Russia's Progress vehicles are part of a fleet of robotic spacecraft that routinely deliver supplies to the International Space Station. Robotic ships from Japan and Europe have made supply runs, as well as commercial spacecraft built by the U.S. companies SpaceX and Orbital Sciences Corp., which fly delivery missions for NASA.

The most recent cargo ship to visit the space station was the unmanned SpaceX Dragon capsule, which launched on April 14 and arrived at the orbiting lab on April 17. Staff Writer Calla Cofield contributed to this report. Original article on

Space Station's Robotic Cargo Ship Fleet (A Photo Guide)

Quiz: The Reality of Life in Orbit Building the International Space Station (Photos)

Copyright 2015, a Purch company. All rights reserved. This material may not be published, broadcast, rewritten or redistributed.

This image is a still from a video camera aboard Russia's Progress 59 cargo ship that showed the vehicle clearly spinning in orbit.

In recent weeks, the crew on board the International Space Station have been treated to some awesome views of space weather in action. The sun, which has been spluttering out some small to mid-sized flares and coronal mass ejections recently, frequently injects charged particles into our planet's magnetosphere. After being channeled toward high latitudes by Earth's magnetic field, this solar plasma impacts our atmosphere, erupting into a stunning auroral display.

What is the Aurora Borealis?

This view from the space station was captured by one of the crew and shows the multicolored streamers of an aurora over the Southern Hemisphere -- known as the Aurora Australis. The different colors correspond to different gases in the atmosphere becoming energized by the solar plasma impacting the atmosphere at high altitudes.

Russian cosmonaut Oleg Artemyev

captured this eerie photo

of a diffuse aurora over Earth out of one of the space station's windows. The orbiting outpost's solar panels can be seen to the left.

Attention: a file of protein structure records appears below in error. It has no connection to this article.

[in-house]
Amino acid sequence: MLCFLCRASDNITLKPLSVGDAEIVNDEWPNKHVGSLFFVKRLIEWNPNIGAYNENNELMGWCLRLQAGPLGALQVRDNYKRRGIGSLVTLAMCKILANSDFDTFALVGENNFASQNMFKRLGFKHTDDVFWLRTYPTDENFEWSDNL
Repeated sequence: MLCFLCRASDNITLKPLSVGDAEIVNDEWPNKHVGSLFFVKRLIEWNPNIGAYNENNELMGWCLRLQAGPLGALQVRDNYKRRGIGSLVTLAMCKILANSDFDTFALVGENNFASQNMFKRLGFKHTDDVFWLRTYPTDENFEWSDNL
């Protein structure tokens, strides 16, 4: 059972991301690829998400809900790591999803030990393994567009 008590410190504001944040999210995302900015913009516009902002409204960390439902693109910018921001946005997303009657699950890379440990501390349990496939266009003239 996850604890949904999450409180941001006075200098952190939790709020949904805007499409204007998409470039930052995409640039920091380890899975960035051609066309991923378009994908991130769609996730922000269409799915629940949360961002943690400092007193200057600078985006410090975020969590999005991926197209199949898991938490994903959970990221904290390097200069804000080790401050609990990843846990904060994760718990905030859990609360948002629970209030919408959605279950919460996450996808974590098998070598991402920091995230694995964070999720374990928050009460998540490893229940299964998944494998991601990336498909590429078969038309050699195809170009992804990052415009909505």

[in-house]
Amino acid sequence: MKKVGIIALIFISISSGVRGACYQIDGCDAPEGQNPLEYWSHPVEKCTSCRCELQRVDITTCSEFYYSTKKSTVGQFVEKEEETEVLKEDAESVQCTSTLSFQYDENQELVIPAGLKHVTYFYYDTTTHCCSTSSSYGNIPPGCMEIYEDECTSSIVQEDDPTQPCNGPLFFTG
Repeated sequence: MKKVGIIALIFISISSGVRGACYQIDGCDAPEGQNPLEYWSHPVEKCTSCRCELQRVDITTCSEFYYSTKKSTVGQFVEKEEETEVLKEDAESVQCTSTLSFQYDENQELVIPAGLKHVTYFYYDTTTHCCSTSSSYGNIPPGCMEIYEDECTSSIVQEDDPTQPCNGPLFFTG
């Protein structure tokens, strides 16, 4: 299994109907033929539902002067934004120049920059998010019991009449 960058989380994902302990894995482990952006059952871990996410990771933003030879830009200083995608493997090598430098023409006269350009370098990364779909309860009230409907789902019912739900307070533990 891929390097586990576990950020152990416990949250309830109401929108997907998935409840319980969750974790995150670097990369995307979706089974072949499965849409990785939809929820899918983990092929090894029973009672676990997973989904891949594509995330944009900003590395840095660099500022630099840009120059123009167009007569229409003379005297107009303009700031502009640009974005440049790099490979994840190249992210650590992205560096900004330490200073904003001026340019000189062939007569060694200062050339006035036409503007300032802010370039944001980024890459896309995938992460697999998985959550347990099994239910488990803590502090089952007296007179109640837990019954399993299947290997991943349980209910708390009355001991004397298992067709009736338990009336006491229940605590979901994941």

With the space station's robotic Canadarm 2 folded outside the space station, NASA astronaut Reid Wiseman

posted this photograph of an aurora to Twitter on Aug. 29


A bright green aurora snakes over the atmosphere below the space station. Green aurorae are caused by lower altitude oxygen atoms in our atmosphere being energized by solar wind electrons.

A burst of beautiful green and red aurorae were spotted on Aug. 19 and NASA astronaut Reid Wiseman

tweeted this photo with the message

: "Never in my wildest dreams did I imagine this."

The nighttime hemisphere of the Earth is almost dark apart from the ghostly glow of a green aurora.

Often resembling a curtain swaying in the wind, aurorae are strikingly dynamic. They morph into a variety of shapes depending on the quantity of solar plasma hitting the atmosphere and the orientation of the magnetic field.

Photographed here by ESA astronaut Alexander Gerst

on Aug. 27, a stunning, curved aurora cuts across the limb of the Earth.

Looking down at Earth during a solar storm, ESA astronaut Alexander Gerst

tweeted this photo on Sept. 2 with the message

, "This is what we see looking down while being inside an aurora."

The moon sets into an "glowing ocean of green",

as described by ESA astronaut Alexander Gerst in a tweet on Sept. 3

. Two Soyuz spacecraft can be seen in the foreground docked to the space station.